This article was originally published in Business Life.
The lounge at the Suvretta House hotel provided three reasons why St Moritz, high in the Swiss Alps, is such a magnet for holidaymakers in both winter and summer.
The first two were visual. There was the view straight ahead – high above the ski jump that was a focus for the 1928 and 1948 Winter Olympics rise majestic snow-dusted peaks. The second was the view down the valley towards Italy with two lakes gleaming turquoise in the late afternoon sunshine.
The third was more gustatory. It was the perfect pastry - rich, crumbly but not over-sweet – at the bottom of my apricot tart, which, with a cup of tea, assuaged our hunger and thirst after a walk in the mountain air.
Suvretta House possesses not just magnificent views but also a rather extraordinary history, which involved at its inception a British Member of Parliament, and also a most unusual and demanding business model. Like the other five-star hotels in St Moritz, Suvretta House closes not just once but twice a year, initially after the ski season ends at Easter and then once the hikers, sailors and golfers have departed, between September and December.
C S Goldmanwas the MP who collaborated with the hotel's founder, Anton Bon, to finance this 200-bedroom landmark in 1911. Construction began on the stone and wood south-facing mansion in the forest in March and by December it was open for business. Two separate companies built each of the seemingly identical east and west wings, and it was only when a major renovation was undertaken eight years ago that obvious discrepancies in how each company had gone about their task emerged.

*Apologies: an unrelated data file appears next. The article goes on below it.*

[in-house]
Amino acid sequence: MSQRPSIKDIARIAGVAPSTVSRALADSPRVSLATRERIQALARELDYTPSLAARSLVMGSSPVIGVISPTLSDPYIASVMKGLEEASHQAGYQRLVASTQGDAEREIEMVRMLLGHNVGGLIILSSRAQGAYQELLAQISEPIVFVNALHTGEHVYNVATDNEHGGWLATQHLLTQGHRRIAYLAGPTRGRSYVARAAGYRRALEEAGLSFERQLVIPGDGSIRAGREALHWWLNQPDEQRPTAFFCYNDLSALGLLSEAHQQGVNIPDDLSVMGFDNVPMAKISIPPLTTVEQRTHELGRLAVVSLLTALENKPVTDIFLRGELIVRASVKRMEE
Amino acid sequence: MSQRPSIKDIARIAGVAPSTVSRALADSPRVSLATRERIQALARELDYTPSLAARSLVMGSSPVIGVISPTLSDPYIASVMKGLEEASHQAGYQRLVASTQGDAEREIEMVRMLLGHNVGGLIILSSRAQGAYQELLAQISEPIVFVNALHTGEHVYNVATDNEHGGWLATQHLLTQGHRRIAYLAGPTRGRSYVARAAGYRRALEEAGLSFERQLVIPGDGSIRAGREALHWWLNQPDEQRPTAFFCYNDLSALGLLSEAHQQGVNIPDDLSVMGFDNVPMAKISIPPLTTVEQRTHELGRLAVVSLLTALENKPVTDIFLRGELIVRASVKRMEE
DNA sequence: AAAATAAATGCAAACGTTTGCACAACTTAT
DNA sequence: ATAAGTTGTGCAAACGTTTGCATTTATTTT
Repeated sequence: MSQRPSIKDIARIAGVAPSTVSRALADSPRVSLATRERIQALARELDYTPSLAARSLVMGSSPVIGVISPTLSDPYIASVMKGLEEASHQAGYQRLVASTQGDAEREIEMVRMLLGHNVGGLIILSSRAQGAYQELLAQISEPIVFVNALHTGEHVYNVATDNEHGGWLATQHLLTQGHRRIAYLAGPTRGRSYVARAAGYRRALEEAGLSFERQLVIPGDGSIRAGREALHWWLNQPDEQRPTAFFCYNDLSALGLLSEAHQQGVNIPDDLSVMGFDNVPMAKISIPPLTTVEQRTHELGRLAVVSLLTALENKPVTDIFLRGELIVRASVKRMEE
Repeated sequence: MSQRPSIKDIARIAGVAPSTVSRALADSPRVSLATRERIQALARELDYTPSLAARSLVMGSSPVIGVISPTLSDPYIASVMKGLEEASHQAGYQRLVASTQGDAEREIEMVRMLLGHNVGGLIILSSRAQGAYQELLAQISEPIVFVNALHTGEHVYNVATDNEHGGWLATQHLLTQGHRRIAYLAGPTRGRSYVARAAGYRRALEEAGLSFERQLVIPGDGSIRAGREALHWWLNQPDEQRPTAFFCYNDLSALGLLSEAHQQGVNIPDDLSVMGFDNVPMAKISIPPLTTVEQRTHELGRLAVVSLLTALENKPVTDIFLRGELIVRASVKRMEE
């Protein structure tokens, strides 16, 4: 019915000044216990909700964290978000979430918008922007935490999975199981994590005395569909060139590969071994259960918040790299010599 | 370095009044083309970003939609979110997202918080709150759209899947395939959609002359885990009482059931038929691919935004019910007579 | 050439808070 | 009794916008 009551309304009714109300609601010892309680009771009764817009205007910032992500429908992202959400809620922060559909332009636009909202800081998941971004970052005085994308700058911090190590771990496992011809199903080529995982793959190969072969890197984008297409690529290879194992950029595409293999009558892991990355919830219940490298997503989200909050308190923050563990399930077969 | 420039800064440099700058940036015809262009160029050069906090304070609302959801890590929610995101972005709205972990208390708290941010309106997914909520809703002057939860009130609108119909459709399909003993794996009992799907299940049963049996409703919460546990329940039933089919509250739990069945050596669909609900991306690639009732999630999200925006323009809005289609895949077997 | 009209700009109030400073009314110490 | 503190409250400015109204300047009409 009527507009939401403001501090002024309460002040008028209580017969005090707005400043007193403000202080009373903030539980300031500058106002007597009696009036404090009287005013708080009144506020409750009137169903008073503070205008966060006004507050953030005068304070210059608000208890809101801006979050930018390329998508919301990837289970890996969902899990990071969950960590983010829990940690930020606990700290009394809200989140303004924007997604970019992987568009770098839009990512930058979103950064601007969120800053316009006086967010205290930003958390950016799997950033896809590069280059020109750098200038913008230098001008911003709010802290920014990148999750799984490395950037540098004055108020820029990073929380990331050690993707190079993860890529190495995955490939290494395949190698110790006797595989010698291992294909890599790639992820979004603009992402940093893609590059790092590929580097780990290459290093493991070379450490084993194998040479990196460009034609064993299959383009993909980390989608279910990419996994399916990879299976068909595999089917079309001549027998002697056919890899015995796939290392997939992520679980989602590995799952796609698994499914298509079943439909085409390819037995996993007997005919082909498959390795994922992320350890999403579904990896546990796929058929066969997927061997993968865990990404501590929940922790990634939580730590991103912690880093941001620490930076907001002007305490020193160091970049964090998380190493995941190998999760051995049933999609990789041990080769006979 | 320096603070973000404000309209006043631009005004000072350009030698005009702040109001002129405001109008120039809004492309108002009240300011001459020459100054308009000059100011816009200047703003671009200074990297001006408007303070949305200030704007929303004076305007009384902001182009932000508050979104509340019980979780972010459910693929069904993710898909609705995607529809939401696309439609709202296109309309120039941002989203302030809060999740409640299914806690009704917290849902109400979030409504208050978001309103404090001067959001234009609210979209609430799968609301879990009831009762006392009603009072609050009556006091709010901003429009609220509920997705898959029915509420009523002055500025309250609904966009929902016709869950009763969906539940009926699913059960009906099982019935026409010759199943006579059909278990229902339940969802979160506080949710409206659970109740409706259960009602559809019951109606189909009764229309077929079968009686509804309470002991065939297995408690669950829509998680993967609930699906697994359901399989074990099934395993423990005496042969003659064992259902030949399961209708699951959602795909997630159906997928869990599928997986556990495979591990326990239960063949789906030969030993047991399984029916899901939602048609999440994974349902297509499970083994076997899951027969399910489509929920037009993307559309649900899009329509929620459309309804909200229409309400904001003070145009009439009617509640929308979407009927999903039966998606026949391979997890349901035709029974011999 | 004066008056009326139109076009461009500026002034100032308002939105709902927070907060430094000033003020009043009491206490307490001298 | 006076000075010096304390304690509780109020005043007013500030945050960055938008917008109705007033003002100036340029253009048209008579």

A major factor in Suvretta House's success is manager Vic Jacob and his equally dedicated wife Helen.Their approach to operating a hotel that is closed for six months of the year is endearingly simple. 'We run this place as though every day we are open counts for two,' he said, 'and my staff therefore have to be trained to maximise our guests' comfort and pleasure'. Such has been the success of this approach that any booking over the hugely popular Christmas and New Year period has to be for a minimum of fourteen nights – and there is always a waiting list!
While Jacob has developed an obvious enthusiasm for wine over the years, he is experienced enough to leave the kitchens in the extremely capable hands of German-born chef Bernd Ackermann, who oversees a vast kitchen domain.
Ackermann's remit extends far beyond Le Grand Restaurant, the most formal dining room that still requires a dark jacket and tie for men, to the more casual Chasellas restaurant a short uphill walk from the hotel as well as two mountain restaurants, Trutz, and Chamanna, which at almost 2700 metres above sea level is open only in the ski season.
But because this is Switzerland, although its proximity to the Italian and Austrian borders means that there is considerable culinary diversity on the menus, the emphasis on bread is extraordinary. As Ackermann showed me round the section where two bakers work from 1am to 7.30am every morning, he pointed to two large photographs on the wall which inspire them to produce 40 different loaves a day, some of which are subsequently transported by chair lift later that morning to feed hungry skiers.
We chose, however, to sample Swiss food, always so appetising at altitude, in the extremely comfortable Suvretta-Stube. Here Ackermann has cleverly designed a menu in three parts. The right-hand side offers simpler, classic dishes; the left-hand side his version of traditional Swiss dishes; while the middle lists his newer dishes, concentrating predominantly on this region's ingredients, including air-dried meats from the young Grisons butcher Hatecke; carpaccio of marinated lake trout; hearty barley soup; an excellent vegetarian main course of stuffed Swiss chard; and a saddle of rabbit with Savoy cabbage. As well, of course, as some excellent patisserie.
Suvretta House, CH-7500, St Moritz, Switzerland